Guest Blogged by John Gideon
Today the Arizona Daily Star printed their awaited opinion piece that has three members of the county government responding to questions that were compiled by the paper's staff from their readers' responses to the paper's ill-researched editorial of earlier in the week.
Responding to the Letter To The Editor comments and questions were County Administrator Chuck Huckelberry, who allowed the county to spend over a million dollars to buy new Diebold TSx machines. Also responding are Elections Director Brad Nelson and John H. Moffatt, of the county's Office of Strategic Technology Planning. Both are proponents of the Diebold TSx. And, by the way the questions/concerns were answered, both seem willing to do nearly anything to ensure Diebold gets the Pima Co. taxpayers' money...
A couple of the questions compiled by the Daily Star and their response and comments from activists in Arizona or from yours truly follow: [See the article for all of the questions and make up your mind about the county's responses]
County staff: Prior to the sale of any election equipment to a jurisdiction in Arizona, the vendor must have submitted and passed national certification testing. This national certification is performed by independent testing authorities that review election systems to ensure that the systems meet the standards set by the federal government and required by law in the state of Arizona.
After receiving national certification, the equipment must then meet Arizona certification standards prior to approval of its use in the state. This state-level certification is performed by a three-member committee appointed by the Arizona secretary of state: a member of the engineering college at one of the universities, a member of the State Bar and one person familiar with the voting process in the state. This committee investigates and tests the various types of election equipment that may be used in Arizona. The committee submits its recommendation to the secretary of state, who makes the final adoption of the types of election equipment certified for use in the state.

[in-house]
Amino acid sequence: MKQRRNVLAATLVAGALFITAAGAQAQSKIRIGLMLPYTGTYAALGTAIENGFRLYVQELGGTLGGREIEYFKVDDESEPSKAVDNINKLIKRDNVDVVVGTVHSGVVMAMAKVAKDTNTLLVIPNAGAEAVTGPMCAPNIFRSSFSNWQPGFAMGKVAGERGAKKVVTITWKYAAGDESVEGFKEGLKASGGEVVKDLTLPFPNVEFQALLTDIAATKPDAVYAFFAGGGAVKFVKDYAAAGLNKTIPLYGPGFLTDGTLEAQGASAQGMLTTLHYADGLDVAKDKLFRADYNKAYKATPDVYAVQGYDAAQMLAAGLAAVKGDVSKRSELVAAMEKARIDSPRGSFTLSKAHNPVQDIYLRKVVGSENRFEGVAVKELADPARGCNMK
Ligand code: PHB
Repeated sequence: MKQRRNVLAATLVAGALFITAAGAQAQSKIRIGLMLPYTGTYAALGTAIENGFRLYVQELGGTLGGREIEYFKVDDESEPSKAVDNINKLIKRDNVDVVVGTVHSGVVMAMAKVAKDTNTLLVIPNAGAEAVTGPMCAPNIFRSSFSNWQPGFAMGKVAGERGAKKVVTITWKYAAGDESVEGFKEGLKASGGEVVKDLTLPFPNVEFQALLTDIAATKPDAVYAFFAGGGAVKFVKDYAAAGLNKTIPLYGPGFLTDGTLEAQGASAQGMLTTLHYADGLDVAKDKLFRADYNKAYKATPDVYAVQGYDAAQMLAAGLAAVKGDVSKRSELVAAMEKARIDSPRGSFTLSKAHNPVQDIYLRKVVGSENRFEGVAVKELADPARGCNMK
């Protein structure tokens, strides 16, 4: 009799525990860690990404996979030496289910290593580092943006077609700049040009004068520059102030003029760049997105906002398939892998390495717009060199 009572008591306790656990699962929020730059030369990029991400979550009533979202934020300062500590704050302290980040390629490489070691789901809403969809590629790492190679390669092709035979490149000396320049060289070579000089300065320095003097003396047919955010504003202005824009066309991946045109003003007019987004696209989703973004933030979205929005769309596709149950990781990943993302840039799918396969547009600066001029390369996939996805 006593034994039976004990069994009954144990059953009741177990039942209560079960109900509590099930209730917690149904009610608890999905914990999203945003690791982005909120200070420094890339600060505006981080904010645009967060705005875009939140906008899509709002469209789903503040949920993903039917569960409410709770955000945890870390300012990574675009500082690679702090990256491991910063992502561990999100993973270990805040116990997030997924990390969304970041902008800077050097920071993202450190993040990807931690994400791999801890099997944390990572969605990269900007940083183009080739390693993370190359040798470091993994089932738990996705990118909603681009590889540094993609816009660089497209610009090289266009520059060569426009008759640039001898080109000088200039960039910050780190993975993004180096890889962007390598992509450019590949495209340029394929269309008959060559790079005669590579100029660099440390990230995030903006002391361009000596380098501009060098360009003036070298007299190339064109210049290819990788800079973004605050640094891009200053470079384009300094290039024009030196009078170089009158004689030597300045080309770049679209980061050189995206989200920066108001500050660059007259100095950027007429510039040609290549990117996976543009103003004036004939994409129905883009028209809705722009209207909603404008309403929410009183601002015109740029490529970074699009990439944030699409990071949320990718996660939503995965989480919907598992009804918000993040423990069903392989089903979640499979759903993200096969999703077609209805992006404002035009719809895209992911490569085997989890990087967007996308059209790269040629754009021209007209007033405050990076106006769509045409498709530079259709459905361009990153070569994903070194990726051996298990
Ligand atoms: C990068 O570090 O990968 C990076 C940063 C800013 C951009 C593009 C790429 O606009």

At the local level, a logic and accuracy test is publicly conducted prior to each election to test the accuracy of all the election-related hardware and software. These local logic and accuracy tests are performed by state-certified election officers.
This test is scheduled for Thursday, Aug. 3, for early-voting equipment. The public is invited to view this test; call 740-4280 for a location and time to attend.
In short, all election equipment used in Pima County has been tested and approved by three separate and independent entities prior to use in an election.